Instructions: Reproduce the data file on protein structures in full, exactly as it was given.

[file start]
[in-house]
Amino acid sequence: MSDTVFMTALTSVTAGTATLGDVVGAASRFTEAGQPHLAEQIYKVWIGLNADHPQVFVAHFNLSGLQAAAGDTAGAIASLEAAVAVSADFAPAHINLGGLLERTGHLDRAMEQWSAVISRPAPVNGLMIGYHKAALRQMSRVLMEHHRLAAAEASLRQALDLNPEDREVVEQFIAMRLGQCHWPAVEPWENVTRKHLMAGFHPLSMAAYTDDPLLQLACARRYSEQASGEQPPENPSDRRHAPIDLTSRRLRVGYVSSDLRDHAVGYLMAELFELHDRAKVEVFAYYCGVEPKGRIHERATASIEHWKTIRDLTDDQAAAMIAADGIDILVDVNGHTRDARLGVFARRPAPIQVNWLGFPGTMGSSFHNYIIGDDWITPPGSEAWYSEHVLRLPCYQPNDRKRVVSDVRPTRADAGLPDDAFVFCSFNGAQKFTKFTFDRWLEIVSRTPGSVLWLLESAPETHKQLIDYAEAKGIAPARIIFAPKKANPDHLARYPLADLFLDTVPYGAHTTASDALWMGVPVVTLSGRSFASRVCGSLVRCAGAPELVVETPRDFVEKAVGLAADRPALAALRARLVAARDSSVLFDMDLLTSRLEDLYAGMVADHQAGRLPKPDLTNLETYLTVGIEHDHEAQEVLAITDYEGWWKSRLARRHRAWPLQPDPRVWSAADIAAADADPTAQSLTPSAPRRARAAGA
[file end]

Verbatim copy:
[in-house]
Amino acid sequence: MSDTVFMTALTSVTAGTATLGDVVGAASRFTEAGQPHLAEQIYKVWIGLNADHPQVFVAHFNLSGLQAAAGDTAGAIASLEAAVAVSADFAPAHINLGGLLERTGHLDRAMEQWSAVISRPAPVNGLMIGYHKAALRQMSRVLMEHHRLAAAEASLRQALDLNPEDREVVEQFIAMRLGQCHWPAVEPWENVTRKHLMAGFHPLSMAAYTDDPLLQLACARRYSEQASGEQPPENPSDRRHAPIDLTSRRLRVGYVSSDLRDHAVGYLMAELFELHDRAKVEVFAYYCGVEPKGRIHERATASIEHWKTIRDLTDDQAAAMIAADGIDILVDVNGHTRDARLGVFARRPAPIQVNWLGFPGTMGSSFHNYIIGDDWITPPGSEAWYSEHVLRLPCYQPNDRKRVVSDVRPTRADAGLPDDAFVFCSFNGAQKFTKFTFDRWLEIVSRTPGSVLWLLESAPETHKQLIDYAEAKGIAPARIIFAPKKANPDHLARYPLADLFLDTVPYGAHTTASDALWMGVPVVTLSGRSFASRVCGSLVRCAGAPELVVETPRDFVEKAVGLAADRPALAALRARLVAARDSSVLFDMDLLTSRLEDLYAGMVADHQAGRLPKPDLTNLETYLTVGIEHDHEAQEVLAITDYEGWWKSRLARRHRAWPLQPDPRVWSAADIAAADADPTAQSLTPSAPRRARAAGA